Asian martial arts can be considered as the greatest export to the West from the East, along with Yoga, Ayurveda, and Asians. From the time Bruce Lee burst into the scene with his ‘Enter the Dragon’, there has been no looking back. Suddenly, the West realized that the spiritual East could teach it a thing or two about combat, and a deadly one at that. However, long before Bruce Lee crash landed in western popular consciousness, with his iconic movie, various masters of the art had begun to set up camps that taught these skills. In Asia, martial arts had been practiced for centuries and it has less to do with spirituality, than its use as a self-defense tactic. Over the years, with their wide spread popularity, all the great martial arts have undergone a significant amount of metamorphosis. There is a birth of new styles and techniques that challenge skill and endurance. To decide which martial art to learn is like being in a store, where you are spoilt for choice. However, knowing the difference between them is a great way to get started. Once you know the difference, you can go forward with your preference, as to what attracts you the most. To help you choose between karate and kickboxing, we have listed their differences in the lines that follow.
Karate & Kickboxing Differences
Kick Boxing Styles
- Adithada (Indian boxing) – Uses the knee, elbow and forehead strikes.
- Lethwei (Burmese boxing) – Emphasis is more on knee and elbow strikes and head butt. In this, any part of the body can be used to strike.
- Pradal Serey (Khmer "Cambodian" kickboxing) – The elbow techniques are more commonly used.
- Muay Thai (Thai boxing) – Emphasis more on knee and elbow strikes.
- Muay Boran (Ancient boxing) – Uses the head butt.
- Japanese Kickboxing – Uses knee and elbow strikes, but with a different point system.
- American Kickboxing – No kicking is allowed below the waist.
- Savate (French boxing) – This style allows the use of shoes.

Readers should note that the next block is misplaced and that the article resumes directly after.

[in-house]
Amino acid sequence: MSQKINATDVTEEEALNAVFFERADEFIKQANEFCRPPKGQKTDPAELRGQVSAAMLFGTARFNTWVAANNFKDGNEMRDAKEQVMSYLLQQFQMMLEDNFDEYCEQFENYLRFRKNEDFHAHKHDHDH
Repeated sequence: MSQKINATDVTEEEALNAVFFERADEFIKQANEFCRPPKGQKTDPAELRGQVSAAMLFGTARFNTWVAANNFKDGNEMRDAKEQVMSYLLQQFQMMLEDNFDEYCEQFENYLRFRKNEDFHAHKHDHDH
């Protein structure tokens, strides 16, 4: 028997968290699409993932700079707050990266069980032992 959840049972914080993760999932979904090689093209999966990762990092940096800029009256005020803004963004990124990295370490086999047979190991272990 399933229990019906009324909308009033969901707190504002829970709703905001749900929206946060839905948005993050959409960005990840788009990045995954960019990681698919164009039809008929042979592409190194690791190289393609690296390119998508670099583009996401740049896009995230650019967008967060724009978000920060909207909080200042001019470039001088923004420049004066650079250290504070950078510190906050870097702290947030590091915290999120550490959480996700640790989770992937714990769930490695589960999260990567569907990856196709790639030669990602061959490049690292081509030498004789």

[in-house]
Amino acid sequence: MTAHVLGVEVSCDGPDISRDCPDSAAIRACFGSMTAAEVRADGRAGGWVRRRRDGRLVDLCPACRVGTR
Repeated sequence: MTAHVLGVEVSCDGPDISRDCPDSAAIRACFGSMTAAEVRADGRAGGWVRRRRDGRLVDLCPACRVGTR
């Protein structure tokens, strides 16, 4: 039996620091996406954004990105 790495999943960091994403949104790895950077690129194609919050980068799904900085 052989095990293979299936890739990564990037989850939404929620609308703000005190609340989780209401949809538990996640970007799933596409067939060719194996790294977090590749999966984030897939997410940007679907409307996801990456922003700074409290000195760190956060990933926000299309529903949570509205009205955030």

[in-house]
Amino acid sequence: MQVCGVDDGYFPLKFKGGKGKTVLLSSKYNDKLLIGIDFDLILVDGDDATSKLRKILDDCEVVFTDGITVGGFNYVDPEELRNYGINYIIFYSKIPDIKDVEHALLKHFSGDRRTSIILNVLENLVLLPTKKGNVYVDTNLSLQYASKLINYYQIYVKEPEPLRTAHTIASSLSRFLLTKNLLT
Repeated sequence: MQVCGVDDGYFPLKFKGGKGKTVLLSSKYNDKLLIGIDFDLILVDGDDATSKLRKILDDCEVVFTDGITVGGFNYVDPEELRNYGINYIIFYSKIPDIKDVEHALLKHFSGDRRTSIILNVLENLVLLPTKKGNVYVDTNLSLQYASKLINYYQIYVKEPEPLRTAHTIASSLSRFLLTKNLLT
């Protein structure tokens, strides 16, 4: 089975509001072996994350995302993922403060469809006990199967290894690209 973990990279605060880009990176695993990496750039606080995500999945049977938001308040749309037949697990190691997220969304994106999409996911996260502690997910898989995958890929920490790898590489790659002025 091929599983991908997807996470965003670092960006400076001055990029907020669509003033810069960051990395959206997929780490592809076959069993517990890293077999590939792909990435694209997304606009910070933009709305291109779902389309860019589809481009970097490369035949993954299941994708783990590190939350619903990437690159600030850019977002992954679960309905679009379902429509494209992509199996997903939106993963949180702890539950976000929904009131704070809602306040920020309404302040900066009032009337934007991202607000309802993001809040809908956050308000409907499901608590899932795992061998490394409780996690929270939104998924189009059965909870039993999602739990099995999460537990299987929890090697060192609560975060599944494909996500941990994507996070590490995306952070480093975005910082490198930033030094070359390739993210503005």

- Sanshou (Sanda) (Chinese boxing) – Relies on takedowns and throws and the use of arms and legs to strike.
- Shoot Boxing – This Japanese-style kickboxing allows throwing and submission, while standing.
- Yaw-Yan (Filipino Kickboxing) – It uses the hip torque motion and downward-cutting kicks.
- Russian Kickboxing – Uses throws and takedowns, along with other techniques.
- Freestyle Kickboxing – Uses the techniques of Muay Thai, Boxing, and Karate.
There are three levels in karate training - kihon (basics or fundamentals), kata (forms), and kumite (sparring).
- Different styles place a different importance on kihon.
- It is a prearranged drill in smaller groups or in pairs.
- It can be unison of a technique or a combination of techniques.
- It means ‘shape’ or ‘model’.
- Represents the various attack and defense postures.
- Postures are based on combat applications.
- The stances are low and wide.
- Emphasis is given on the development of leg strength, correct posture, and gracefulness.
- The arm movements are vigorous and so there is development of the upper body strength.
- There is a great variety of movements and difficulty level.
- Different movements have multiple interpretations and applications. As a result, kata is very difficult to interpret.
- Accuracy of the movements depends on the absence of missteps, correct beginning, crispness and smoothness, and the speed and power. The confidence and knowledge of the application is also taken into consideration.
- Sparring is known as kumite, which means “meeting of hands”.
- It is both a sport and self-defense training.
- The levels of contact vary.
- There are several variations in contact karate, such as the knockdown karate, which uses the full power techniques or using light or semi contact.
- In another variation called the structured kumite, the movements are based on one striking and the other blocking. The end technique is Hito Tsuki.
- In free sparring, the movements are based on free choice of scoring techniques, which depends on the style, takedowns, and sweeps. It is performed in a marked area.